It started after weeks of sleep deprivation. I started suffering from night terrors and hallucinations. My thoughts were confused and I had symptoms anxietyObsessive-compulsive disorder and panic syndrome. I couldn’t sleep, and I didn’t care about my health. I didn’t even remember to shower. Even having the strength to take off my pajamas was difficult. I felt strange and like I was in a constant state of panic.
I actually dealt with anxiety as a teenager, but I think pregnancy, motherhood and the postpartum period can be challenging for our mental health. I’ve never experienced anything like this before. I was in completely uncharted territory.
One night, I was trying to sleep and couldn’t tell if I was actually asleep or still awake. I didn’t know if what I was seeing was a dream or real life. I left my room, went into the living room and told my husband to convince me I woke up before I did something crazy. I started to feel hopeless. At that moment my husband told me we needed to get help.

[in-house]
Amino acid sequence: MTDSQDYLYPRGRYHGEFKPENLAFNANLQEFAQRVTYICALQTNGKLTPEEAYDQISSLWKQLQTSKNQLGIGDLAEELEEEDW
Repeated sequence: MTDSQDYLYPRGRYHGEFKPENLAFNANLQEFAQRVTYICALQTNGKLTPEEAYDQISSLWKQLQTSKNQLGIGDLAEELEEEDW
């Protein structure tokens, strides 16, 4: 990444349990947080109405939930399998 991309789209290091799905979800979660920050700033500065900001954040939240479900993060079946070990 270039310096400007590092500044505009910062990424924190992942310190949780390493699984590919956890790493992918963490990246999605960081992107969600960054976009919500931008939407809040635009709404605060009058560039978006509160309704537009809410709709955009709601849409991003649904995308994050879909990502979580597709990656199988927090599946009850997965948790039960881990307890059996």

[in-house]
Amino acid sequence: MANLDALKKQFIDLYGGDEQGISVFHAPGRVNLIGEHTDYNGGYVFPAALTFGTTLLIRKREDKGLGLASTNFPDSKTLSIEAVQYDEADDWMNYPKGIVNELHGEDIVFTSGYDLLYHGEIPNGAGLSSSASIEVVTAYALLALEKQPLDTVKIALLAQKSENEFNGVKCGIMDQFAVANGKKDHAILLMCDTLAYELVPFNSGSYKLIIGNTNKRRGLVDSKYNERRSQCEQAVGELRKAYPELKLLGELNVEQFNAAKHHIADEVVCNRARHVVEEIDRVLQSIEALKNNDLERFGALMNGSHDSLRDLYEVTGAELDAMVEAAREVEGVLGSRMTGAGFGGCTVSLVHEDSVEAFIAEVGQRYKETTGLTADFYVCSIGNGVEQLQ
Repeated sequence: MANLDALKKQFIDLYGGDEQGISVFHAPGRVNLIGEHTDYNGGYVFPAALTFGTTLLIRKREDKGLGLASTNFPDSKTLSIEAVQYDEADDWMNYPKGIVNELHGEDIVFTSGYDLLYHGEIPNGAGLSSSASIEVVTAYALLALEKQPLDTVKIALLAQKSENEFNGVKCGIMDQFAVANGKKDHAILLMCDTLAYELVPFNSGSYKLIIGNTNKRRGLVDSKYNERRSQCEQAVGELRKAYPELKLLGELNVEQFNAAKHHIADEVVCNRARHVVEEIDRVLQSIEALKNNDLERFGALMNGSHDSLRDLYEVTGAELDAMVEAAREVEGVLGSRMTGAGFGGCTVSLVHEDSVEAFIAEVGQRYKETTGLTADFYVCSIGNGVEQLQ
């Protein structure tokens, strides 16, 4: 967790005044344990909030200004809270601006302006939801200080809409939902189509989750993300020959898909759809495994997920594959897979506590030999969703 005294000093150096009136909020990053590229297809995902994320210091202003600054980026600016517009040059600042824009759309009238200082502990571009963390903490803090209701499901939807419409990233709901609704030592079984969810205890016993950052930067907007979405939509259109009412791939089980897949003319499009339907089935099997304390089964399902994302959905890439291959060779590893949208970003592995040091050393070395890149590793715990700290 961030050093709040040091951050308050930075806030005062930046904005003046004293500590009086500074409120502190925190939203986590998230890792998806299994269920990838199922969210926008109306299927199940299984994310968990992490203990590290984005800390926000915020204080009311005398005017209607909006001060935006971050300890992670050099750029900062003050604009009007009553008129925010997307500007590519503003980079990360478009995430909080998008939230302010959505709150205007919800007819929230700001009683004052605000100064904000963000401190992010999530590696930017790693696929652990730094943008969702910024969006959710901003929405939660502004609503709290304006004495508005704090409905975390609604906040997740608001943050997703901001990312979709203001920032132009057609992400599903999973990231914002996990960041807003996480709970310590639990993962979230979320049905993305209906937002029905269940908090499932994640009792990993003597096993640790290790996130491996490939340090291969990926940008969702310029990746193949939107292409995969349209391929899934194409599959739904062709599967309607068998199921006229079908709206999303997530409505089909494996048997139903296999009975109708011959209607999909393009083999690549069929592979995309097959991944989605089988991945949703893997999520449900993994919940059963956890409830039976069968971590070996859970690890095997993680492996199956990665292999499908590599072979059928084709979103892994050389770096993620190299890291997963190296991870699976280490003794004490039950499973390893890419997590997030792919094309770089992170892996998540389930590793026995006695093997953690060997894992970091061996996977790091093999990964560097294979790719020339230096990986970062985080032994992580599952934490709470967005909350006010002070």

I researched and found a therapist to help me. We were in the middle of the COVID-19 pandemic, so I conducted my sessions over the phone. The psychiatrist referred me to a psychiatrist, who diagnosed me with OCD, anxiety, and postpartum psychosis.
It wasn’t scary to receive the diagnosis. It was worse when I didn’t know what was happening. When I could name the problem, I felt like I had control over it. But “psychosis” is a scary word, and as a mother of a newborn and a two-year-old, the first thing that comes to my mind are the criminal conspiracies we see in TV shows and movies, of women doing terrible things for the sake of their children.
I was lucky to have a good support system and great therapists and psychiatrists who calmed me down and helped me. Only after I started treatment and tried to get better did I see how people don’t talk about this diagnosis. It’s rare, but there’s a lot of stigma attached to the word too – which I understand. It’s terrifying.
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